The asteroid that killed dinosaurs 66 million years ago, also led to the extinction of the first tree-dwelling birds, finds a study. The ground-dwelling birds basically got over and the rest of the birds of today evolved from them. Their findings were published May 24 in the journal Current Biology. Understanding the extreme impact of the event can give scientists insight into the environmental changes that are happening now.
First came the impact itself, with shock waves and tsunamis.
Following the asteroid impact, the intense heat would have caused global wildfires that would've wiped out forests.
"The atmosphere was loaded for a very brief interval of time, and the consequences of that change in atmospheric composition lasted for 100,000 years", MacLeod says.
Not only did the forest canopies collapse, they wouldn't be able to regrow.
The fossil record immediately after the asteroid hit shows the charcoal remains of burnt trees, and then, tons of fern spores, the researchers said. "It talks to the power of collective science, and the significance of the fossil record for comprehending the life in the contemporary world".
The ground-dwelling birds that made it through would not have had a simple presence. They most likely lived off the hardiest grains and seeds that sustained the effect, along with pests.
They eventually diversified into ostriches and their relatives, chickens and their relatives, and ducks and their relatives.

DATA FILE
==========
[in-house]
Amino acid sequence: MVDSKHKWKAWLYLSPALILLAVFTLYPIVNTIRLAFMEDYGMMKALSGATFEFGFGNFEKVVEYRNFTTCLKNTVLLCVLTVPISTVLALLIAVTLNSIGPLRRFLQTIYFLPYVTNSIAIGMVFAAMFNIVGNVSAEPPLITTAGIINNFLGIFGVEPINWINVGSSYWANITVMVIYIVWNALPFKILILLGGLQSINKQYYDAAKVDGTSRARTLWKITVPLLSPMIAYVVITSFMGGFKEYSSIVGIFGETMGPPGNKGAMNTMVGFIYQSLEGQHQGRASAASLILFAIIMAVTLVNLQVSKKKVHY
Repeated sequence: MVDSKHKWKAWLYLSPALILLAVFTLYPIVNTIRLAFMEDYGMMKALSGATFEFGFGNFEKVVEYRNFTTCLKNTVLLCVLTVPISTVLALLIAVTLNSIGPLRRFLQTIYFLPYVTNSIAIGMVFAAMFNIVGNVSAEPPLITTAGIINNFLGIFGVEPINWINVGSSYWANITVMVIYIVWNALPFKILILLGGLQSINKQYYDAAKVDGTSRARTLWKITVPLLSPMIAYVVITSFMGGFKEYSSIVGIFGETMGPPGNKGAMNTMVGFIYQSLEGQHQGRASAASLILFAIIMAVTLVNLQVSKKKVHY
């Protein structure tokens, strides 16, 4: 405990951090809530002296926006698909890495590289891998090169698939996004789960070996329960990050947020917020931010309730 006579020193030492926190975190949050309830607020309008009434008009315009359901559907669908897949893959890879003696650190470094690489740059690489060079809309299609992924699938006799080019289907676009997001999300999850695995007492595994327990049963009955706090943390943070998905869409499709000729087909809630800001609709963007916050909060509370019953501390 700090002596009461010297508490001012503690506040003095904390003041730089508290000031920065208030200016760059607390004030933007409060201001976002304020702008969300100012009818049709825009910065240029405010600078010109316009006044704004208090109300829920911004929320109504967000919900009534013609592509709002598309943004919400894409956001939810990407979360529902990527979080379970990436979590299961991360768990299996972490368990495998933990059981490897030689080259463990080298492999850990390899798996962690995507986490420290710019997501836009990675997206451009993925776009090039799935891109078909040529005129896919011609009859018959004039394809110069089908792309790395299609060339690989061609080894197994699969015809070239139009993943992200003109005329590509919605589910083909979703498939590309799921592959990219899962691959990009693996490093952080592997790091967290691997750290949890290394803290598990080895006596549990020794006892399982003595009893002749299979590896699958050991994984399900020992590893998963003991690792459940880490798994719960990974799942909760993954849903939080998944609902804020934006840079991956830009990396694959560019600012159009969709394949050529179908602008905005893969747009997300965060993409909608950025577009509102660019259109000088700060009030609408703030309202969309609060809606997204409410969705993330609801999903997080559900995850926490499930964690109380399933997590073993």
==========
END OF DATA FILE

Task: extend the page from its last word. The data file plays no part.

The long-standing question, then, is why certain birds lived while others died in the mass extinction event at the end of the Cretaceous period?
But the ground-dwelling birds that survived carried a lasting legacy beyond the tinamous.
" Today, birds are the most varied and internationally prevalent group of terrestrial vertebrate animals- there are nearly 11,000 living types", Field stated in a declaration.
Today's "amazing living bird diversity can be traced to these ancient survivors". Spores are much smaller sized than seeds, and they can quickly grow in a moist location.
"This fern spike represents evidence of 'disaster flora, ' where pioneer species are rapidly recolonizing open ground, such as seen today when ferns recolonize lava flows in Hawaii or landslides after volcanic eruptions", Bercovici says.
So how long would it take the ferns to thrive?
The researchers painstakingly searched for them in pounds of rock from El Kef, Tunisia, a site that is famous for having well-preserved rock layers that span the time periods both before and after the asteroid impact.
Dr Antoine Bercovici from Smithsonian Institution said birds didn't move back into the trees again until the forests recovered thousands of years later.
"This global catastrophe left such an indelible signature on the evolutionary trajectories of these groups that we can still discern it 66 million years later".
Studying entire paleoecosystems demonstrates how life in the world has actually developed through all the trials and adversities of the past, Dunn stated in an e-mail.
The researchers found that the only birds that survived were ground-dwellers.
"Human activity is causing deforestation on a massive scale", Field said. Jingmai O'Connor, a paleontologist at the Institute of Vertebrate Paleontology and Paleoanthropology in China said, "Forest loss was only one of several factors working in combination that determined which bird lineages survived".